This capability of being given free to the consumer enables the preferred clip design to be useful as a promotional product. The preferred design includes at least two surfaces which are capable of, and suitable for, carrying advertising such as logos, brand names, and the like. This means that this clip cannot only be given free to the consumer for purposes of convenience, but then has an extended life as an ongoing advertising item.
Referring to FIG. 1, a lighter clip 10 is shown in perspective view. Clip 10 has a first arm 12 and a second arm 14 connected by a bridge 16. First arm 12 has a tip 18, and second arm 14 has a tip 20. A curved holder portion 22 is connected to, and formed integral with, bridge 16. Holder 22 has a tip 24 on its free end.
Arms 12 and 14 are sized so that the width of a cigarette pack just fits along their length between a flat portion 26 of the bridge and the nearest portion of the tips 18, 20. For a standard pack having a width of approximately 21/4 inches, arms 12, 14 preferably have approximately the same length along the flat portion. Arms 12,14 have a length such that the edge of the cigarette pack away from bridge 16 is held by the tips as they project towards each other. Tip 20 provides a slight resistance to the cigarette pack being slid out of the arms, while the more curved first arm tip 18 provides greater resistance to removal of the pack.
The bridge 16 spaces arms 12, 14 a distance apart approximately equal to the depth of a standard cigarette pack, approximately 7/8 inch. As can be seen more clearly from the top view of FIG. 2, arms 12, 14 are not perfectly parallel. Instead, they are slightly farther apart where they connect to bridge 16 than at the ends adjacent tips 18, 20. In the preferred embodiment, the inner surfaces of arms 12, 14 are approximately 7/8 inch apart and adjacent the bridge 16, and approximately 13/16 inch apart adjacent the tips 18, 20 with no cigarette pack inserted. At their closest approach, tips 18, 20 are preferably approximately 5/8 inch apart with no pack inserted. These dimensions are preferably adjusted slightly as needed to accommodate different sizes, as not all cigarette packs have exactly the same dimensions.
Clip 10 is preferably formed from an injected molded plastic, such as glass-filled plastic, polyethylene or polypropylene having an appropriate density. The physical properties of the material to be used will depend upon, and will influence, the thicknesses of various parts of the clip 10. The values may be easily selected by those of ordinary skill in the art to achieve a stiffness or flexibility of the clip 10 which is desired. Variation of material or thickness may necessitate variations in the preferred measurements set forth above in order to provide an appropriate gripping force for arms 18, 20 against the cigarette pack. The stiffness of arms 12, 14 is also influenced by the thickness of the plastic used in clip 10 at the corners where arms 12, 14 join the bridge 16. As shown in FIGS. 1 and 2, arcuate cutouts 28 are provided to provide more flexibility for this design. If more stiffness is desired, meaning that tips 18, 20 and the ends of arms 12, 14 adjacent tips 18, 20, respectively, grip harder against the cigarette pack, the size of arcuate cutouts 28 may be diminished or eliminated.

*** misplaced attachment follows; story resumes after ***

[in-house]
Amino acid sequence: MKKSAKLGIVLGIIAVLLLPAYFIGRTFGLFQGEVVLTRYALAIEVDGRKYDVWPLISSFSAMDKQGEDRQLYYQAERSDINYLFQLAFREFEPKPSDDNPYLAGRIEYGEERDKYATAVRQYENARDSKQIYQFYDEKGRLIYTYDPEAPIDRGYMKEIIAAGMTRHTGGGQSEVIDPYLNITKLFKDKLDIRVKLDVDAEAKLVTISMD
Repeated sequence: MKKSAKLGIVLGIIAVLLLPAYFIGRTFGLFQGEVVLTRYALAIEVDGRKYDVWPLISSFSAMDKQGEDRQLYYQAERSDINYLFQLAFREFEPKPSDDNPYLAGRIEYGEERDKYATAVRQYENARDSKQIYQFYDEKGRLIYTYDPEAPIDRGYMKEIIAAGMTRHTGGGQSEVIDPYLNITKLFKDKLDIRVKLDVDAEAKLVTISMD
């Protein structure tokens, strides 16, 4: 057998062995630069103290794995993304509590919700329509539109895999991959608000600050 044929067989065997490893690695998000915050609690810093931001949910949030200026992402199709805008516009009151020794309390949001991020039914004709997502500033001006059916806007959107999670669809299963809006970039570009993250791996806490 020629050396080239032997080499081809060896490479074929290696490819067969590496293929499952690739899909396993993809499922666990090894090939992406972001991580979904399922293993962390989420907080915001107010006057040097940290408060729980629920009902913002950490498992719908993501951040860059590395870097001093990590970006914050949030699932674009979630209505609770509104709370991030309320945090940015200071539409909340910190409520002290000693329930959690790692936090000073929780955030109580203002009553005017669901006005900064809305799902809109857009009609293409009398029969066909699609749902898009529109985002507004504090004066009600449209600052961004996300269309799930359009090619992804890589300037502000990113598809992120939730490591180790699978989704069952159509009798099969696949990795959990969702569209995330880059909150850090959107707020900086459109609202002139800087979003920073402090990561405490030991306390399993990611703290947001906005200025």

Holder portion 22 is used to grip a typical disposable lighter. It is curved in an approximately oval shape to fit snugly against lighters having that cross-section. Lighters having other cross-sections, such as approximately rectangular, will often fit in holder 22. If desired, the shape of holder 22 can be altered to specifically conform with lighters having a different cross-section. Tip 24 provides a resistance to the removal of the lighter from holder 22.
The resistance provided by the holder to removal of the lighter is primarily determined by the thickness of the walls of holder 22. This thickness should be selected so that the lighter can easily be snapped into place and removed when desired, but will not come out accidentally during normal transportation of the assembly of cigarette pack, clip, and lighter.
It will be appreciated that when a cigarette pack is held by clip 10, two primary surfaces remain which are visibly exposed. These are outer surfaces 30, 32 of arms 12, 14, respectively. Clip 10 is preferably constructed so that surfaces 30, 32 have a height of approximately 1/2 inch to 1 inch, with approximately 3/4 inch being a generally satisfactory value. This size results in a surface on either size of the clip which is approximately 3/4 inch by 21/2 inches in area, a substantial area of flat surface suitable for advertising or display of other promotional materials.
FIG. 5 shows clip 10 containing a cigarette pack 34 and a lighter 36 in phantom. As shown in FIG. 5, it will be seen that arms 12, 14 cover a substantial portion of two faces of a cigarette pack 34, providing prime promotional opportunities for those interested in advertising their products to smokers. For example, surfaces 30, 32 can be marked to contain any logos or inscriptions that may be of interest to smokers. Local and national businesses can promote their products and services.
Variations in design details from the embodiment shown in FIGS. 1 and 2 may be used if desired. For example, the embodiment of FIG. 3 illustrates a clip 10 in which arms 12 and 14 both have small tips 38 on the ends. This design allows the cigarette pack to be more easily inserted into and removed from clip 10, but lessens slightly the gripping capacity of clip 10. Instead, if a greater capacity for gripping the cigarette package is desired, two arcuate tips such as tip 18 of FIG. 1 can be used instead of the one shown in that embodiment.
Referring to FIG. 4, a variation is shown in which arm 14 has a small tip 40, while arm 12 has a tip 42 which is a completed ring. This provides a central opening 44 which is preferably a few sixteenths of an inch in diameter. Opening 44 is suitable for allowing clip 10 to be attached to a key chain or similar device, allowing the clip and its contents to be easily kept track of.